his or her foods taste great, too. If your child is older (and comfortable with the idea) let him field the questions himself — as long as you know he is relatively prepared. Then let the class enjoy whatever delicious GF treat (giant cookie cake, cupcakes, brownies, etc.) you made and sent in, so that they can see how good your child’s food tastes, too. Your child will enjoy being the center of attention that day, and will feel good knowing that his peers now better understand and accept his diet.

Put your g-free kid front and center in a photo frame. Here is a printable frame that I designed for your g-free kid. You can download, print it and tape your child’s 4×6″ photo from behind. Buy one of those inexpensive clear, plastic magnetic document holders for your fridge and put your child’s photo in the middle. Every time he sees it, the words on the frame — “gluten-free is good for me” … “I’m a g-free kid” … “proud to be gluten-free” — will start to stick with him and grow his sense of pride. Plus it’ll remind everyone to be careful to avoid cross-contamination as well. Hope you and your child enjoy it!

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Before I close, let me just say that, as a parent, I am not one to spoil my children or let them act as if they are the center of the universe. But, if your child is struggling with being gluten-free or is newly diagnosed, I think it’s a fine time to boost up their self-esteem and do whatever you can to help them feel better about themselves. These 5 ideas should go a long way in helping your g-free kid gain confidence and begin to embrace the gluten-free diet and the changes that come along with it.

Have you tried any of these ideas already?  What effect did they have on your child?
Feel free to comment below about any of these ideas and add more of your own for other families as well. Thanks!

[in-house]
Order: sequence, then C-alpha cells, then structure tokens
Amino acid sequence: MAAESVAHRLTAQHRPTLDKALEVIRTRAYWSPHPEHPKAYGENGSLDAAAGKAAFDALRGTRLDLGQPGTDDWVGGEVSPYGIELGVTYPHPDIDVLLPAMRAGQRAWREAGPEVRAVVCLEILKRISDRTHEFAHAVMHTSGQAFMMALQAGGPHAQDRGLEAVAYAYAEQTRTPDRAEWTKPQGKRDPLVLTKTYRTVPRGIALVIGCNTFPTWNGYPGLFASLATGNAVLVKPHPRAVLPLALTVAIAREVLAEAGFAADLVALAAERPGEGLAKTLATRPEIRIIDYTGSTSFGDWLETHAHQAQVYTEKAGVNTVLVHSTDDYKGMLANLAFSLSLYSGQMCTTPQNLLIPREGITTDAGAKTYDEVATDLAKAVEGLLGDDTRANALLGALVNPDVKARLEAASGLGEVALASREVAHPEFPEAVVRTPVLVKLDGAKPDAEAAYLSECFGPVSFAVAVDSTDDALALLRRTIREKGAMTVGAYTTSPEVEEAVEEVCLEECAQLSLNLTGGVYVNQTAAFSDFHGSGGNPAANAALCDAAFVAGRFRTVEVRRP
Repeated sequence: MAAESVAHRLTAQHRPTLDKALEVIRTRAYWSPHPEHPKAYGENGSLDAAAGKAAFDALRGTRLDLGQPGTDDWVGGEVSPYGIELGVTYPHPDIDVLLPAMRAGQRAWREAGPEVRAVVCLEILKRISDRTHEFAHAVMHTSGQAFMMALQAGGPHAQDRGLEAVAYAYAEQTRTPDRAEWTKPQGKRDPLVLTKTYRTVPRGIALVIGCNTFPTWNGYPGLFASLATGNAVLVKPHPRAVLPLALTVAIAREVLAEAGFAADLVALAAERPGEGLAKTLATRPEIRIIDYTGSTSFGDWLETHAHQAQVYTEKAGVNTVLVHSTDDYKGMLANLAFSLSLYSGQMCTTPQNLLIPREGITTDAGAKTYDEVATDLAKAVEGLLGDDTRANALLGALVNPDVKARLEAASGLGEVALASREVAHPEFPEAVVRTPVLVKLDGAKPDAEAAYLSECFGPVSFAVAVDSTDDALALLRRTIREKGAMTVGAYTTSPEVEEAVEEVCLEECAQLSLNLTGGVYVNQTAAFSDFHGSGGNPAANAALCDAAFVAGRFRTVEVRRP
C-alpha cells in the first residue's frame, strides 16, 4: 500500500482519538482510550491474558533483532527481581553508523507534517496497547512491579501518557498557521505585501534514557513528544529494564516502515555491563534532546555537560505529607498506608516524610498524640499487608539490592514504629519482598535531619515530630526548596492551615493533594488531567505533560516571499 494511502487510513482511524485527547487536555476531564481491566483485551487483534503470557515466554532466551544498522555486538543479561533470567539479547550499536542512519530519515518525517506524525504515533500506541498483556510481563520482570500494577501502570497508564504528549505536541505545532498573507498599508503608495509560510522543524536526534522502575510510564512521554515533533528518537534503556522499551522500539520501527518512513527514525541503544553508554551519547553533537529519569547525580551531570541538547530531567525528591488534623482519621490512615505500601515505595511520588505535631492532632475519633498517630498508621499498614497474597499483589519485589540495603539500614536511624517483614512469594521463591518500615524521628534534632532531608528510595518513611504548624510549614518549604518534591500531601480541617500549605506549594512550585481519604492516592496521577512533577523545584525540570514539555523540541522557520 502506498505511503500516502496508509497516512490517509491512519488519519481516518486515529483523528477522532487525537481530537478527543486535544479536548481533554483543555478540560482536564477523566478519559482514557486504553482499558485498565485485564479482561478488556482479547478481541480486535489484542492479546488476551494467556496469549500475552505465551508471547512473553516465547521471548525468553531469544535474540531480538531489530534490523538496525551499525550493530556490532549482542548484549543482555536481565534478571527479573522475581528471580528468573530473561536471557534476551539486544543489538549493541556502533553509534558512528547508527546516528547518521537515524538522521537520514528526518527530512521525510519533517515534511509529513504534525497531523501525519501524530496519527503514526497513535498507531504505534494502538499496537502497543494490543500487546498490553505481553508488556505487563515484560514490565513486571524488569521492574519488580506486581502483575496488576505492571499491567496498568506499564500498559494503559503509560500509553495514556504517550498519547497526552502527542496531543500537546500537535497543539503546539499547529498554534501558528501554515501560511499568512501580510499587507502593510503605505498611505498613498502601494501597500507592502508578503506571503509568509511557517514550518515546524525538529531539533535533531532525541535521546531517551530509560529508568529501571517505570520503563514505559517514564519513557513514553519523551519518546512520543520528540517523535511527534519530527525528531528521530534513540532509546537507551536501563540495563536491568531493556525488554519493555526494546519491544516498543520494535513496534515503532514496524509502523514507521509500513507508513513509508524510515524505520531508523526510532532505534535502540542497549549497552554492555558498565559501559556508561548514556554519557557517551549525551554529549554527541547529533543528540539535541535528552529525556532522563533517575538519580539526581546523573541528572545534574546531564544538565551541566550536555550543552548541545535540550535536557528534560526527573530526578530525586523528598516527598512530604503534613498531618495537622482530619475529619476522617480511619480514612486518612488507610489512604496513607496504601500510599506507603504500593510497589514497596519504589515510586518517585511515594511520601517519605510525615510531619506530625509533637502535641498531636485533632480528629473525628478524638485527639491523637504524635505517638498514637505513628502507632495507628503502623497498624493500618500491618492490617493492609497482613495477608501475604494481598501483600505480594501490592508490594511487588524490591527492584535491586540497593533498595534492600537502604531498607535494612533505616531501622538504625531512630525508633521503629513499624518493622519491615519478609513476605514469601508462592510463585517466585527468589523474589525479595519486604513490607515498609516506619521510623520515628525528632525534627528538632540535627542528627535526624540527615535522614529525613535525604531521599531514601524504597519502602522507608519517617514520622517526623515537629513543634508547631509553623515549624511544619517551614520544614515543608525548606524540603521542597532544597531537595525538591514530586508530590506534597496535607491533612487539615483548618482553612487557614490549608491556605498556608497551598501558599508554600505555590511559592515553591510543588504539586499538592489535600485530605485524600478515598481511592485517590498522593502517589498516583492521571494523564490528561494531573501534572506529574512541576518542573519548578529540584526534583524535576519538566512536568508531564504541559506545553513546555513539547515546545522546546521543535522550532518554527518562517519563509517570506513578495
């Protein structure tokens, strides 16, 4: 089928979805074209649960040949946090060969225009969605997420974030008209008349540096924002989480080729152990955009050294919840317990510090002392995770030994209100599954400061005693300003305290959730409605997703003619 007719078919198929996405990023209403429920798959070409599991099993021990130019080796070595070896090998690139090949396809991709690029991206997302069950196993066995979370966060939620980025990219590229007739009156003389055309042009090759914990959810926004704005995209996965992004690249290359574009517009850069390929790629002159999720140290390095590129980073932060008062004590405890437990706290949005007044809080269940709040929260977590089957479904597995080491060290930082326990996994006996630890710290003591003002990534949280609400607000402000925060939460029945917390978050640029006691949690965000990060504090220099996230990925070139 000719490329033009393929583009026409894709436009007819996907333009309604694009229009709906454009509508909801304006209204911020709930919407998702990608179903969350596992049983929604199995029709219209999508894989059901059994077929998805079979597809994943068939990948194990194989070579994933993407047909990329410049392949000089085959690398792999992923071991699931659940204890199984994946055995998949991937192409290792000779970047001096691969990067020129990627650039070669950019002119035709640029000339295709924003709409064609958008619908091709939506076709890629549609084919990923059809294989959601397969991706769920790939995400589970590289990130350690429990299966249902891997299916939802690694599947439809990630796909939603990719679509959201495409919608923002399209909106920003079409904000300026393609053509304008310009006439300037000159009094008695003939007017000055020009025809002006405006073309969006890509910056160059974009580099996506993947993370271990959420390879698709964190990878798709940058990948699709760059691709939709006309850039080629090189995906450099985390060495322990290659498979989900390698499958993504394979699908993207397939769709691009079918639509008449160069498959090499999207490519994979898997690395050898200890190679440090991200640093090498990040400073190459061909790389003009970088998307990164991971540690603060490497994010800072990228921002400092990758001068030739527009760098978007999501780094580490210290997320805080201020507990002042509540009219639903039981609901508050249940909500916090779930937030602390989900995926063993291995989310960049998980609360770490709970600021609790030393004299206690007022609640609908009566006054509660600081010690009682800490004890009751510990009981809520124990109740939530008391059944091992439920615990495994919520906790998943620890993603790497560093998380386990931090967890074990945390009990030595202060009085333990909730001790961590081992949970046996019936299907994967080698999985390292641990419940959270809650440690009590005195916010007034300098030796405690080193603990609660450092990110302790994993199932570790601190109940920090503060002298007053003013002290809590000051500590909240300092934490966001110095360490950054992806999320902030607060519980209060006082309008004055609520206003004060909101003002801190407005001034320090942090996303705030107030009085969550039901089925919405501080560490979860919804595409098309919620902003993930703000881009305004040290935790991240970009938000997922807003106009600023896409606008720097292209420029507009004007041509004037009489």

Welcome

Welcome to g-free kid!

I am the author/illustrator of the children’s book, Mommy, What is Celiac Disease?
My twin daughters and I are gluten-free for life because of celiac disease and gluten sensitivity. I am excited to have this vehicle to share my thoughts and ideas to make your child’s gluten-free journey happy and healthy. Up until now there have been way too many things floating around in my mind with no real place to share them.

As this blog grows and evolves, you will find plenty of helpful topics here, all intended to help your gluten-free child thrive — not just survive. I will be posting all things related to bringing up a g-free kid and will try to divulge everything my family has learned in the past five years, along with easy recipes, book & food reviews (complete with kids’ opinions, too, of course), giveaways and other surprise features along the way.
I’ll also be sharing craft and play ideas, too, as I believe gluten-free kids just need to feel and act normal instead of being overly-focused on their diet and condition.

What you won’t find on this site (at least from me) is: whining, complaining, feeling sorry for ourselves, wishing things were different, swearing, blaming and bad attitudes.  Please join me by helping — with your comments — to keep the tone of this blog as positive as we should all be for our g-free kids. Thanks, and enjoy!

Sincerely,
Katie Chalmers